A Microfluidic Study Of Oil-water Separation Kinetics
Free (open access)
427 - 438
T. Krebs, C. P. G. H. Schroen & R. M. Boom
We present the results of experiments studying droplet coalescence in a dense layer of emulsion droplets using microfluidic circuits. The microfluidic structure allows direct observation of shear-induced collisions and coalescence events between oil droplets dispersed in water. A mineral oil was chosen as the dispersed phase and a 9 wt% NaCl aqueous solution as the continuous phase. We determine the coalescence rate as a function of the droplet velocity and droplet concentration from image sequences measured with a high-speed camera. A trajectory analysis of colliding droplet pairs allows evaluation of the film drainage profile and coalescence time tc. From the coalescence times obtained for ten thousands of droplet pairs we calculate the coalescence time distributions for each set of experimental parameters, which are the mean droplet approach velocity v0 and the mean dispersed phase fraction φ . We discuss the potential of the procedure for the prediction of emulsion stability in industrial applications. Keywords: emulsion, microfluidic, coalescence, kinetics, image analysis, droplet, film drainage, petroleum. 1 Introduction The control of emulsion stability is an important issue in many industrial applications. Our motivation is rooted in the field of crude-oil/water separation which is a key processing step in oil production. In this application, a common way to separate the liquid mixture is by using mechanical devices , like gravity settlers, centrifugal separators such as hydrocyclones or in-line swirl elements . A criterion for the successful operation of these separators is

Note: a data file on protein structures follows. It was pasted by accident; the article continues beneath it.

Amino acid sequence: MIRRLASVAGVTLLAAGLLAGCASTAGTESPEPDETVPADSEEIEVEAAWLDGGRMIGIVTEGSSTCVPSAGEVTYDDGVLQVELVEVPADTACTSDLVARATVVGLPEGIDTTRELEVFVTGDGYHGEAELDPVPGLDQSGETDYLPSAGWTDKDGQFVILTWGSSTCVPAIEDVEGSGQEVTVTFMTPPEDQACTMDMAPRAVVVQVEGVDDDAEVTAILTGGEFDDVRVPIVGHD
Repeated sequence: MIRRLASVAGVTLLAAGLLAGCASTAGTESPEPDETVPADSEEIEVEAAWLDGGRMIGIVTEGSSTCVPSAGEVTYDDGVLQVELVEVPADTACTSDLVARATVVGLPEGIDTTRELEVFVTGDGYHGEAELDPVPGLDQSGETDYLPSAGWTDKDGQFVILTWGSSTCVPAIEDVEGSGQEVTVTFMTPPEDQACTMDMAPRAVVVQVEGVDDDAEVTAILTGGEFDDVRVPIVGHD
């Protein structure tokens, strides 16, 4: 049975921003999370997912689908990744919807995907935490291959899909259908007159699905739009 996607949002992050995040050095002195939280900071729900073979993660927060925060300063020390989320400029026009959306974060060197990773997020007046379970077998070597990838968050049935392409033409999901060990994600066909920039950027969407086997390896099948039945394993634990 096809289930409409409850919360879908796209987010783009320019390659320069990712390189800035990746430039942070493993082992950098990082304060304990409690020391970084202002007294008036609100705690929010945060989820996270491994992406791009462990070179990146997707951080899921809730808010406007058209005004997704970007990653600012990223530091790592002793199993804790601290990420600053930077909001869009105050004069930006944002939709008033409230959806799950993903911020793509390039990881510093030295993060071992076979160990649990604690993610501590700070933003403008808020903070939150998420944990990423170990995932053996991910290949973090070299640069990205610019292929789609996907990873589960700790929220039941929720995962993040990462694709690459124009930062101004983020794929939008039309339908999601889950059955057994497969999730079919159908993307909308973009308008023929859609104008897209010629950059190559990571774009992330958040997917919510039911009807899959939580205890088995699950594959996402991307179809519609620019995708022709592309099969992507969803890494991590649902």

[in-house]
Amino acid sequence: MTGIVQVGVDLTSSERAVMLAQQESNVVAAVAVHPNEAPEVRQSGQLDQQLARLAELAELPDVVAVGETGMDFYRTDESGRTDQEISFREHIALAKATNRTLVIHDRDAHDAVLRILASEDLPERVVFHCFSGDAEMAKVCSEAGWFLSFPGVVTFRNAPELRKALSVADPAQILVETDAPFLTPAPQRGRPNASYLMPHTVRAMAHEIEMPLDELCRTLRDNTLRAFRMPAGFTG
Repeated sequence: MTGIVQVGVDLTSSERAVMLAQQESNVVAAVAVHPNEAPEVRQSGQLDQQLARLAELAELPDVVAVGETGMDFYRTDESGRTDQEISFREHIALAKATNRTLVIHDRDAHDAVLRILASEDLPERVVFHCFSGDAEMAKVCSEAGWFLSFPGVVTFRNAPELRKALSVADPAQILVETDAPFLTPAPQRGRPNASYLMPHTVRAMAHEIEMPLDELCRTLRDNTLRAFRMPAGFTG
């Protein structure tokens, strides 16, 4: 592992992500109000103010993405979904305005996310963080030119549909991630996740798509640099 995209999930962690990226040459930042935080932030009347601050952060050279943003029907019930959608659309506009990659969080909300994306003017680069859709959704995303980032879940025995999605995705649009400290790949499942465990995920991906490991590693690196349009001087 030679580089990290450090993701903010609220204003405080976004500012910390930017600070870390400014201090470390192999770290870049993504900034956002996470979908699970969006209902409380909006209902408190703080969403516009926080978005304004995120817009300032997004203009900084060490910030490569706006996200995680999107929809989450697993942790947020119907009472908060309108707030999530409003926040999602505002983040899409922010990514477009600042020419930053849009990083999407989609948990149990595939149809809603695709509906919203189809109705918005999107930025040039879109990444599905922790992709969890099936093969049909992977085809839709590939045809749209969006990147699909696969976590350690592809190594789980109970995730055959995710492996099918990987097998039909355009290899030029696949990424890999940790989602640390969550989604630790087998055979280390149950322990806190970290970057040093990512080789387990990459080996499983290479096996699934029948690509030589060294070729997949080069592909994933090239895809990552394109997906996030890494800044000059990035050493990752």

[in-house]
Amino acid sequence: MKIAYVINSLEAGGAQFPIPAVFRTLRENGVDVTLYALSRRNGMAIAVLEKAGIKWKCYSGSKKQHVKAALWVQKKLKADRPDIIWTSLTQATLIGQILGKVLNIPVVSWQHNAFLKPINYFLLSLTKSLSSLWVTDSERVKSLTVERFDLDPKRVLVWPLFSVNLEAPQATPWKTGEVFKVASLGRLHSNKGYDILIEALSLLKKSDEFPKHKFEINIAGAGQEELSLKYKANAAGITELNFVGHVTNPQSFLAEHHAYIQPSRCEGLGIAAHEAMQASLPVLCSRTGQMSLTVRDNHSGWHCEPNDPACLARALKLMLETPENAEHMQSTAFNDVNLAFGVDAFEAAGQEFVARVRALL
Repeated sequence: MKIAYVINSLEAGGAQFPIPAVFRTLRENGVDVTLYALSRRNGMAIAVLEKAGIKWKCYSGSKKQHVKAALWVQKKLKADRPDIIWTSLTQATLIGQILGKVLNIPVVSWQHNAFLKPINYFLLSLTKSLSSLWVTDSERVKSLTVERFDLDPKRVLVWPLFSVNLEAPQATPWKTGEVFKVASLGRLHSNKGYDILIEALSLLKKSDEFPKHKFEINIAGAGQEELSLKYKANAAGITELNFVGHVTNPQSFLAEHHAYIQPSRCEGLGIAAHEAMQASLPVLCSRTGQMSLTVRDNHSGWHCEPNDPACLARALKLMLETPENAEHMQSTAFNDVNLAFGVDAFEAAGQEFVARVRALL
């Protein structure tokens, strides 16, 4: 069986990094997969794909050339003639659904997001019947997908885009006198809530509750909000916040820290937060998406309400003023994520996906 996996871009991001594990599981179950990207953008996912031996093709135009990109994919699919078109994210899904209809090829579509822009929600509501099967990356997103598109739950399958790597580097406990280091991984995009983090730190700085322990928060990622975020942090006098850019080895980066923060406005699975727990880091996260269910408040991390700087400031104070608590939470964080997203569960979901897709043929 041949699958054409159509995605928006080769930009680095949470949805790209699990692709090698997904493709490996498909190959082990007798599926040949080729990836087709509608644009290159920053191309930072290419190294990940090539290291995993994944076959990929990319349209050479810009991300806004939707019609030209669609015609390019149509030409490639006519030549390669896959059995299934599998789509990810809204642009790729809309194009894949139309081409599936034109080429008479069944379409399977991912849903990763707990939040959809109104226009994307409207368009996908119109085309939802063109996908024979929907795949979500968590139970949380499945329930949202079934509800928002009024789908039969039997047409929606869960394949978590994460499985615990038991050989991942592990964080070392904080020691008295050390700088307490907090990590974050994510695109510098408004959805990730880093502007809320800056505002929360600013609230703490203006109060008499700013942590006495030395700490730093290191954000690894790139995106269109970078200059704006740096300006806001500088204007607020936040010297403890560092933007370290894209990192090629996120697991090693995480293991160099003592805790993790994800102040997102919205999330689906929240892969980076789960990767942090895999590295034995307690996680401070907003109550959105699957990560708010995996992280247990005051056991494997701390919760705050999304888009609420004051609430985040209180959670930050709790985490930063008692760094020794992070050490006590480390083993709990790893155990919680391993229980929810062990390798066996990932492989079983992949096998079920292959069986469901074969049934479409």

emulsion, microfluidic, coalescence, kinetics, image analysis, droplet, film drainage, petroleum.